2017. június 28., szerda

The most common yoga related injuries: how to prevent and treat them? Hamstring and Adductor Magnus overstretch in Ashtanga Yoga Primary Series part 1.

An injury, caused by any particular yoga asana is a result of a long time dysfunctional movement pattern combined with poorly (with this dysfunctional pattern) executed asana in a repetitive cycle. The more complex the asana is and the more dysfunctional patterns are included, the more chance to get injured. In this post, we will research Upavistha Konasana, from Ashtanga Yoga Primary Series, which - specially in this particular sequence, provided by Ashtanga Yoga - can cause Hamstring (knee flexor) and Adductor Magnus (thigh adductor) muscle overstretch injury.  

The Causes Of Having A Yoga Related Injury

Since I'm practicing and teaching yoga, every practicioners and teachers I've ever met (included myself), came to the yoga world, seeking for a kind of 'healing' process. Everyone a different kind. They mostly wanted to gain and recover it or (the long time practicioners) retain It. People also came from variety of sports for rehabilitation or – the minority, the clever ones – for prehabilitation. A lot of newcomer has stepped to the yoga mat to maintain or gain back their mental health and release their daily work related stress.

So, most of the practicioners I've met in the last 10 years, have begun their practice to heal, very often came with concreate injuries and movement dysfunctions to treat with a therapeutic yoga mindset. So why is it then, that they are leaving the classes with more injuries and movement dysfunctions than they came with? 

In this post, we will research only the techniqual characteristics of this question. We will search for the reason behind the phenomenon that why a great amount of yoga practicioners injure their Hamstring and Adductor muscles while practicing the Ashtanga Primary Series (which is called Yoga Chikitsa, aka. Yoga Therapy by the way).

In the 'western' part of the world, people begin their practice with their dysfunctional movement patterns and competative mindsets, usually with less patience than required. But on the other hand - unfortunatelly - there is a current mindset ('cult') amongst the practicioners, built around Ashtanga Yoga, which supports this mentality. When Ashtanga practicioners defines their 'yoga style', and separate themselves from other schools, they emphasize the dynamic and athletic elements to make it look more tough and competitive in the fitness industry. But in the meantime, the system is not optimized for the dysfunctional movement patterns of the westenern bodies. These factors combined, can cause serious injuries.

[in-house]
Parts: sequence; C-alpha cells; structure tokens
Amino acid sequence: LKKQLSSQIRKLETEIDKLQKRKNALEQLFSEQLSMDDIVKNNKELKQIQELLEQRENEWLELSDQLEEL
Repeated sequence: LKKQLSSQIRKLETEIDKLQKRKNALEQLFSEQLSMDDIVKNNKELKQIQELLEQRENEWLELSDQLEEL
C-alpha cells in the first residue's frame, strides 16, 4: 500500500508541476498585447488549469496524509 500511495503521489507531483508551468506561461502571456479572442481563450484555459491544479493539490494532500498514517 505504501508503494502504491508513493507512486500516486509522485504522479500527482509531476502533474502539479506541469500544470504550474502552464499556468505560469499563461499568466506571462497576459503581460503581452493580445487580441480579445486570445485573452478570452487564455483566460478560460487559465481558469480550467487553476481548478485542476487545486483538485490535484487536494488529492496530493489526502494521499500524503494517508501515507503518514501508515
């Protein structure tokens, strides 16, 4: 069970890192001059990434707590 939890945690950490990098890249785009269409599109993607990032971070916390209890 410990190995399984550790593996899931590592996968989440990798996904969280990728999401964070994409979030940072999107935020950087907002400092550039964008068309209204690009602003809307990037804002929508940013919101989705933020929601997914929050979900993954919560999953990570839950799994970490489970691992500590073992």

You simply can not facilitate myofascial and musculoskeletal changes in such a fast pace without a prize. You're trying to work your way trough decades of sitting and it is not so easy, because your complete body-awareness and 'movement-awareness' is based on not moving. So, if you are not doing functional movements for years (doing sports are also not functional and also causes repetative strain injuries), sitting most of your life, why do you think, your movement patterns in your yoga practice will be functional at all? 

'Sitting lifestyle' = Shortened Hamstring

In the case of Hamstring overstretch injuries, the main problem is our 'sitting lifestyle' since elementary school. Sitting for years in only 90° knee flexion and 90° hip flexion, with posterior pelvic tilt and lumbar spine flexion causes chronic shortness in the following muscle groups:

- Hamstring Muscles (Biceps Femoris, Semitendinosus and Semimebranosus), because of constant knee flexion.
- Iliopsoas (Psoas Major, Iliacus), because of the constant hip flexion.
- Rectus Abdominis, because of the constant lumbar spine flexion.

In Uphavista Konasana your target of stretching/lenghtening is the Hamstring muscle group by knee extension and hip flexion on the same time. But because of our sitting lifestyle, hip flexion is non-existent after 90° and a full Uphavista Konasana needs 180°. When you first see Ashtanga practitioners struggling with asanas, which require maximum hip flexion and knee extension in the same time, like Uphavista Konasana, you can see, that with straight knees, even 90° hip flexion is a huge challange for them. In the meantime, the Hamstring muscles are the most vulnerable at maximum flexion of the hip and extension of the knee, when they are in their maximal lenght